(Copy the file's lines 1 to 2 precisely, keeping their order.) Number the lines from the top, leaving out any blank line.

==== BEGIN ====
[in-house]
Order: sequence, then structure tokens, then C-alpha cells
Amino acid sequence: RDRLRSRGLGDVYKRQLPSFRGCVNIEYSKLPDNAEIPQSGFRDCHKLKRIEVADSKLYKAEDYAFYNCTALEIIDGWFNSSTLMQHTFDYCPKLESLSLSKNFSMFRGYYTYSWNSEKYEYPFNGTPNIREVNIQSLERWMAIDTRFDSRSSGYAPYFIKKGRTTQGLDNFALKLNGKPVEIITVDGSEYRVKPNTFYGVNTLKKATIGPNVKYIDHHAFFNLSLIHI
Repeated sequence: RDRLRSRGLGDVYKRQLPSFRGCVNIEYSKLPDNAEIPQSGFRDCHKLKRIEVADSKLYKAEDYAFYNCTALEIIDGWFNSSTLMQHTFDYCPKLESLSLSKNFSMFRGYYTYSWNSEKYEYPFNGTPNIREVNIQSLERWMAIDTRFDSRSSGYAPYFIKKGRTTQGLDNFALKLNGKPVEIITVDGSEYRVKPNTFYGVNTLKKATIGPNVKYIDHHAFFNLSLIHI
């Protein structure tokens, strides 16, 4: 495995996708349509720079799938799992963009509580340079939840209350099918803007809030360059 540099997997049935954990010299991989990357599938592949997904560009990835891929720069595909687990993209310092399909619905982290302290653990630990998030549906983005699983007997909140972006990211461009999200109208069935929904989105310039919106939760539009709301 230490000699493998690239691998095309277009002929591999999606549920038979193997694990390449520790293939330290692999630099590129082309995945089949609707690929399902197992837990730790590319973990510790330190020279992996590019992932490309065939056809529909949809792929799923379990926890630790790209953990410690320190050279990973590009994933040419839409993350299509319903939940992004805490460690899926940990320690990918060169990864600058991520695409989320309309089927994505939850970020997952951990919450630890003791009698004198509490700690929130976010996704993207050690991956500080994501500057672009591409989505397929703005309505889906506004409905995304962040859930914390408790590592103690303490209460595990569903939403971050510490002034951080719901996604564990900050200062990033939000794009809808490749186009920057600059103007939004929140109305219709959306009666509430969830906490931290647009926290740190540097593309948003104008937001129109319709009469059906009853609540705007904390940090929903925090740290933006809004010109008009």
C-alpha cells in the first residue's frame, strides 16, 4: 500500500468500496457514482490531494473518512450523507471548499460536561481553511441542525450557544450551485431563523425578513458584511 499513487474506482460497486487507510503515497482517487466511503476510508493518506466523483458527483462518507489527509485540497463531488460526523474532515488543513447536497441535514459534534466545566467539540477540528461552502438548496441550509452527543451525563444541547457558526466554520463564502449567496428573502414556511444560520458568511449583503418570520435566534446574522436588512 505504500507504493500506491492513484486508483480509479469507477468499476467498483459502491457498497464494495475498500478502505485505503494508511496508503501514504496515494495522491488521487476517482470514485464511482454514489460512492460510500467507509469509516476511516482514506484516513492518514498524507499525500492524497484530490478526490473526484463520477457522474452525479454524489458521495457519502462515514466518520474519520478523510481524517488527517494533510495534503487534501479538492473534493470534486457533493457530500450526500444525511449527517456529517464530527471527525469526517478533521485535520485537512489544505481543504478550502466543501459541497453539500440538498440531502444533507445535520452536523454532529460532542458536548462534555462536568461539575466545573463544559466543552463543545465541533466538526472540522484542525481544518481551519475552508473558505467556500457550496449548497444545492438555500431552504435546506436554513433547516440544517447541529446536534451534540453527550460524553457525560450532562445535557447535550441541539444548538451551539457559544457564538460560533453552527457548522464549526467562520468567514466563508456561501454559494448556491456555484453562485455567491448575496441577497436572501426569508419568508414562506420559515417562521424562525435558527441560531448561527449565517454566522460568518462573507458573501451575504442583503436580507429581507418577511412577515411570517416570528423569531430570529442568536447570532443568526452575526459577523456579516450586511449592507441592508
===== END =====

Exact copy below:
[in-house]
Order: sequence, then structure tokens, then C-alpha cells